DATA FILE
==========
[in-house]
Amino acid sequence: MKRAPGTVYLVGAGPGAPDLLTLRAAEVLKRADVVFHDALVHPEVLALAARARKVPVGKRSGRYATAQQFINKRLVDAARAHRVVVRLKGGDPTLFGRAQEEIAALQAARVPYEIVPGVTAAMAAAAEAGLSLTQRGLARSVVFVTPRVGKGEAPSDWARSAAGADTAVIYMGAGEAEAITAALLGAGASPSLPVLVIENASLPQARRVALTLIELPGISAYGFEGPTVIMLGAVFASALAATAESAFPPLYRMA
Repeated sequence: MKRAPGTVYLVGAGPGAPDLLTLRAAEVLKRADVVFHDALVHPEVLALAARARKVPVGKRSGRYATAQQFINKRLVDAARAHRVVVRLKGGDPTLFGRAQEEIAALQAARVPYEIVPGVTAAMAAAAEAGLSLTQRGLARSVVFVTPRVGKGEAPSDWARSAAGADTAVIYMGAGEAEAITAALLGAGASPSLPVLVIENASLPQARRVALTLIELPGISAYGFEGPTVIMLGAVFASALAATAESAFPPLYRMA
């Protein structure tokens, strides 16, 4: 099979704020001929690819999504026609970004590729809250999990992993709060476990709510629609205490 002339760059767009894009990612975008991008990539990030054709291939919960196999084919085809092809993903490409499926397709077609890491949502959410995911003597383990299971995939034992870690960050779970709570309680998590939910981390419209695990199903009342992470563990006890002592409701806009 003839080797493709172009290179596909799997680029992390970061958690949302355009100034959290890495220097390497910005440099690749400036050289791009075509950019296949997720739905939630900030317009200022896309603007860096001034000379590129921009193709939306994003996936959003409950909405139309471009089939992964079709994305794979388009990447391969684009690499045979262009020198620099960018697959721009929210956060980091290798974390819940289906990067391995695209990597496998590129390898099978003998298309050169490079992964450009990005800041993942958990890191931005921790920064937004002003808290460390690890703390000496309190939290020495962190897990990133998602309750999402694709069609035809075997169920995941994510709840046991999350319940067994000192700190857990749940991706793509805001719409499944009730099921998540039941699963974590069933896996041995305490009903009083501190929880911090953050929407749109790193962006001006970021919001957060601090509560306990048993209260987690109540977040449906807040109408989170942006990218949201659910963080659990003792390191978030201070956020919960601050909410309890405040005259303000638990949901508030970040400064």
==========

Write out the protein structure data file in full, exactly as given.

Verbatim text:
[in-house]
Amino acid sequence: MKRAPGTVYLVGAGPGAPDLLTLRAAEVLKRADVVFHDALVHPEVLALAARARKVPVGKRSGRYATAQQFINKRLVDAARAHRVVVRLKGGDPTLFGRAQEEIAALQAARVPYEIVPGVTAAMAAAAEAGLSLTQRGLARSVVFVTPRVGKGEAPSDWARSAAGADTAVIYMGAGEAEAITAALLGAGASPSLPVLVIENASLPQARRVALTLIELPGISAYGFEGPTVIMLGAVFASALAATAESAFPPLYRMA
Repeated sequence: MKRAPGTVYLVGAGPGAPDLLTLRAAEVLKRADVVFHDALVHPEVLALAARARKVPVGKRSGRYATAQQFINKRLVDAARAHRVVVRLKGGDPTLFGRAQEEIAALQAARVPYEIVPGVTAAMAAAAEAGLSLTQRGLARSVVFVTPRVGKGEAPSDWARSAAGADTAVIYMGAGEAEAITAALLGAGASPSLPVLVIENASLPQARRVALTLIELPGISAYGFEGPTVIMLGAVFASALAATAESAFPPLYRMA
């Protein structure tokens, strides 16, 4: 099979704020001929690819999504026609970004590729809250999990992993709060476990709510629609205490 002339760059767009894009990612975008991008990539990030054709291939919960196999084919085809092809993903490409499926397709077609890491949502959410995911003597383990299971995939034992870690960050779970709570309680998590939910981390419209695990199903009342992470563990006890002592409701806009 003839080797493709172009290179596909799997680029992390970061958690949302355009100034959290890495220097390497910005440099690749400036050289791009075509950019296949997720739905939630900030317009200022896309603007860096001034000379590129921009193709939306994003996936959003409950909405139309471009089939992964079709994305794979388009990447391969684009690499045979262009020198620099960018697959721009929210956060980091290798974390819940289906990067391995695209990597496998590129390898099978003998298309050169490079992964450009990005800041993942958990890191931005921790920064937004002003808290460390690890703390000496309190939290020495962190897990990133998602309750999402694709069609035809075997169920995941994510709840046991999350319940067994000192700190857990749940991706793509805001719409499944009730099921998540039941699963974590069933896996041995305490009903009083501190929880911090953050929407749109790193962006001006970021919001957060601090509560306990048993209260987690109540977040449906807040109408989170942006990218949201659910963080659990003792390191978030201070956020919960601050909410309890405040005259303000638990949901508030970040400064």